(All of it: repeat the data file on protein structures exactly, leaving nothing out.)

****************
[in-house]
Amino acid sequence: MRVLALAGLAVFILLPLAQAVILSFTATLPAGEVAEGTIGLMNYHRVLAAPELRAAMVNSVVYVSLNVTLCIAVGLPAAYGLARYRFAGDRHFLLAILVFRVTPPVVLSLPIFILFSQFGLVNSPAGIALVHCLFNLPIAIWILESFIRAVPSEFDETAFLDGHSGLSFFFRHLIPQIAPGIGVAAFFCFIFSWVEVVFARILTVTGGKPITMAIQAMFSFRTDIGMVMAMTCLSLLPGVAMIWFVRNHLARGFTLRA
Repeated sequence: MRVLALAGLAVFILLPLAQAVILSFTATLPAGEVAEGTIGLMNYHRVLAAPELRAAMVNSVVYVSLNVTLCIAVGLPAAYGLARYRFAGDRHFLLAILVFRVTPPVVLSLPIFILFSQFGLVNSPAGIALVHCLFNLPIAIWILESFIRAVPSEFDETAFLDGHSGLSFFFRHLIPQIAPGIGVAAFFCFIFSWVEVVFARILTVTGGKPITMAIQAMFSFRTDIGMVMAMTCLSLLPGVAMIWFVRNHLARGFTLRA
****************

[in-house]
Amino acid sequence: MRVLALAGLAVFILLPLAQAVILSFTATLPAGEVAEGTIGLMNYHRVLAAPELRAAMVNSVVYVSLNVTLCIAVGLPAAYGLARYRFAGDRHFLLAILVFRVTPPVVLSLPIFILFSQFGLVNSPAGIALVHCLFNLPIAIWILESFIRAVPSEFDETAFLDGHSGLSFFFRHLIPQIAPGIGVAAFFCFIFSWVEVVFARILTVTGGKPITMAIQAMFSFRTDIGMVMAMTCLSLLPGVAMIWFVRNHLARGFTLRA
Repeated sequence: MRVLALAGLAVFILLPLAQAVILSFTATLPAGEVAEGTIGLMNYHRVLAAPELRAAMVNSVVYVSLNVTLCIAVGLPAAYGLARYRFAGDRHFLLAILVFRVTPPVVLSLPIFILFSQFGLVNSPAGIALVHCLFNLPIAIWILESFIRAVPSEFDETAFLDGHSGLSFFFRHLIPQIAPGIGVAAFFCFIFSWVEVVFARILTVTGGKPITMAIQAMFSFRTDIGMVMAMTCLSLLPGVAMIWFVRNHLARGFTLRA